When trying to master a new field it is difficult to find the right direction and resources from which to learn. I set out to learn more about the science of learning and teaching in order to create a tool (Naabu) for teachers and researchers. I read a few books ; dived into the scientific literature (e.g. Koedinger and Molenaar); and watched videos of online courses (Instructional Design Foundations and Applications, Big Data and Education and Learning engineering courses from Carnegie Mellon University)
Somehow, I did not discover Paul Kirschner until attending the Dutch researchEd conference. Kirschner reached the top of educational research and is a strong and active advocate for evidence-based teaching and he takes a strong stance against persistent myths circulating in the educational world. He is quite the guru with a following so I was interested to find out what I can learn from his writing. In this article, I summarize my newly acquired knowledge in relation to the tool I am building when reading the books: How teaching happens (HTH) – by Paul A. Kirschner, Carl Hendrick & Jim heal; and Evidence-informed learning design (EiLD) – by Mirjam Neelen and Paul A Kirschner.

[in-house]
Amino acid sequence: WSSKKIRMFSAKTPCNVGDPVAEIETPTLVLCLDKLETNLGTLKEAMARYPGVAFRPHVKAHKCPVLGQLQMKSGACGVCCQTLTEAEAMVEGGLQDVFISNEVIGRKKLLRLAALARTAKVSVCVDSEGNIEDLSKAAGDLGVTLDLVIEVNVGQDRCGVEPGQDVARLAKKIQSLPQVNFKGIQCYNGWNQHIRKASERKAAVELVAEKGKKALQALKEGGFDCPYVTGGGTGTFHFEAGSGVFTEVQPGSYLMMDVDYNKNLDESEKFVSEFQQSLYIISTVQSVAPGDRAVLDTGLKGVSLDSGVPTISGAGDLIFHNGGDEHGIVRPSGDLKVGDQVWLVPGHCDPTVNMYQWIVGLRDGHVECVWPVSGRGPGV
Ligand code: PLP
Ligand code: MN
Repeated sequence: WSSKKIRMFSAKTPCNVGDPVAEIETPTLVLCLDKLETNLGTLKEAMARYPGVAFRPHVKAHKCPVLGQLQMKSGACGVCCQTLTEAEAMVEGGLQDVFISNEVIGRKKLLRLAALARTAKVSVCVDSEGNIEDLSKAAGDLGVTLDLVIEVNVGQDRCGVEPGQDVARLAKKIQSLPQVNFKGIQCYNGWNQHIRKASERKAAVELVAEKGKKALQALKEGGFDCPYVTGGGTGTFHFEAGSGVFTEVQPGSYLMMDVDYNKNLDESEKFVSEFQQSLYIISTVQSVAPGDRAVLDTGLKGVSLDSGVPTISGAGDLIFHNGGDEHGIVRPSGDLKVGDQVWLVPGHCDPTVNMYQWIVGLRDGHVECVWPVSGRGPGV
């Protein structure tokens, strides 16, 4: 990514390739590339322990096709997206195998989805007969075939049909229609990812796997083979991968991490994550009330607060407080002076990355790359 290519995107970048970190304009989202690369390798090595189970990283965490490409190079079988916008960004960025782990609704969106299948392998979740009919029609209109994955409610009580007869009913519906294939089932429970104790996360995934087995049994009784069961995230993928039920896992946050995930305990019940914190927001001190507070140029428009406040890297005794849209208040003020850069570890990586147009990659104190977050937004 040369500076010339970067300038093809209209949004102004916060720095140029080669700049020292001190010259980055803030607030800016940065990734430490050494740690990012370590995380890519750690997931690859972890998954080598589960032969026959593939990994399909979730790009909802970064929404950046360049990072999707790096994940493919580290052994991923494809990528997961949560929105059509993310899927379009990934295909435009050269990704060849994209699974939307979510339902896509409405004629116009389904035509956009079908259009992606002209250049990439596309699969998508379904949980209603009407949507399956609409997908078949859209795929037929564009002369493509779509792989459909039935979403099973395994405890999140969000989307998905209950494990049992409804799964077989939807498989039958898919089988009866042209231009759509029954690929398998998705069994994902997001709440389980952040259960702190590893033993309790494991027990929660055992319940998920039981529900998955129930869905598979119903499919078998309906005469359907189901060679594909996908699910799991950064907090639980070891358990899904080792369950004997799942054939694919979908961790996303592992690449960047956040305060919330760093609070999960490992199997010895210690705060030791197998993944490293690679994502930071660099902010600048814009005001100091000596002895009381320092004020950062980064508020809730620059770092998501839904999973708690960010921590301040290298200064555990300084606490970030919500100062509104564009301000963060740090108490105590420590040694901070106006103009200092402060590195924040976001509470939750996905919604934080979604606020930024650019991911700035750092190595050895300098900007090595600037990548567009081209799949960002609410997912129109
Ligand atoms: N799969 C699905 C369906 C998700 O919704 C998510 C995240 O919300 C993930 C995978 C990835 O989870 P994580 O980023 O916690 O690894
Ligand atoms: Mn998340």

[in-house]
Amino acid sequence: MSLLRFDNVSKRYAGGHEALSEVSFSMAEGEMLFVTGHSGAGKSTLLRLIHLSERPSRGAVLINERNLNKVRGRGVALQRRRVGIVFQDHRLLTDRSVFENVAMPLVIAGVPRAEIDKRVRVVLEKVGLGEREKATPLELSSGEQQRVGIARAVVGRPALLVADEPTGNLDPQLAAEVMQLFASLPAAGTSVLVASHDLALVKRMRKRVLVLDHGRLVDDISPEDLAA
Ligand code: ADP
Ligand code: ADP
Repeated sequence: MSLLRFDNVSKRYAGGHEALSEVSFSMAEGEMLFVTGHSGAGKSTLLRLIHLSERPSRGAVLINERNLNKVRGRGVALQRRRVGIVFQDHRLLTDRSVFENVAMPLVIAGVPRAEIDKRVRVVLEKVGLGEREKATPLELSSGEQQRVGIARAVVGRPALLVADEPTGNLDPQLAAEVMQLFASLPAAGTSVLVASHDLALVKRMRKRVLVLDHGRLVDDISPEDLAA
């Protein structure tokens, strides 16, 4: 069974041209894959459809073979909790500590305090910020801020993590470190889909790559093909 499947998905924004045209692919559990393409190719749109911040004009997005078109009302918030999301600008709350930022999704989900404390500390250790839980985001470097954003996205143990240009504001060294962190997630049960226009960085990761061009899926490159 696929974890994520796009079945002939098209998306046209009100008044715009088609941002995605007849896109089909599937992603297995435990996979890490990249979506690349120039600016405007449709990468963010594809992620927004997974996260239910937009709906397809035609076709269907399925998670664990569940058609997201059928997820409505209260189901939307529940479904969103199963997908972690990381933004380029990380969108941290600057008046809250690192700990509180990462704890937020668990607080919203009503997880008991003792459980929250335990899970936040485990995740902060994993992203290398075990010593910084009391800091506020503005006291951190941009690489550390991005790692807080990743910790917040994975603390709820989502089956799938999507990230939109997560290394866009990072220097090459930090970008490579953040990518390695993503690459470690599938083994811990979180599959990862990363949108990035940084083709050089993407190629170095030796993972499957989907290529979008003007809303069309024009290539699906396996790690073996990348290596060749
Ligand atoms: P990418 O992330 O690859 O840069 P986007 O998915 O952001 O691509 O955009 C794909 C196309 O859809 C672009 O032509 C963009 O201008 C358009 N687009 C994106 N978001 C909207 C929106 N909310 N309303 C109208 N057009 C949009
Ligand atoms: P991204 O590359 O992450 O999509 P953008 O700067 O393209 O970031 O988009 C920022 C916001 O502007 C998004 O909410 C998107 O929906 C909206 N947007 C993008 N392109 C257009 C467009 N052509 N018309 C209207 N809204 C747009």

Fragmentation and whole task design
When creating Naabu I linked everything together with learning goals. The idea was to make a wiki-like system as learning goals are difficult to create and link together. You have to determine what you want to teach before you can design your learning experiences.
The concept was sound. However, learning goals proved hard to create and even harder to use. When I used the system to create a learning experience to teach exponential relationships it was clear that something was off.
From EiLD chapter 7, I learned the term for this observed phenomenon is called fragmentation: “An ineffective approach to learning experiences design where we break a complex goal into small, incomplete, or isolated parts”. Overall, for complex tasks, it is better to design and create learning activities aimed at completing the whole task instead of focussing on teaching the isolated sub-parts.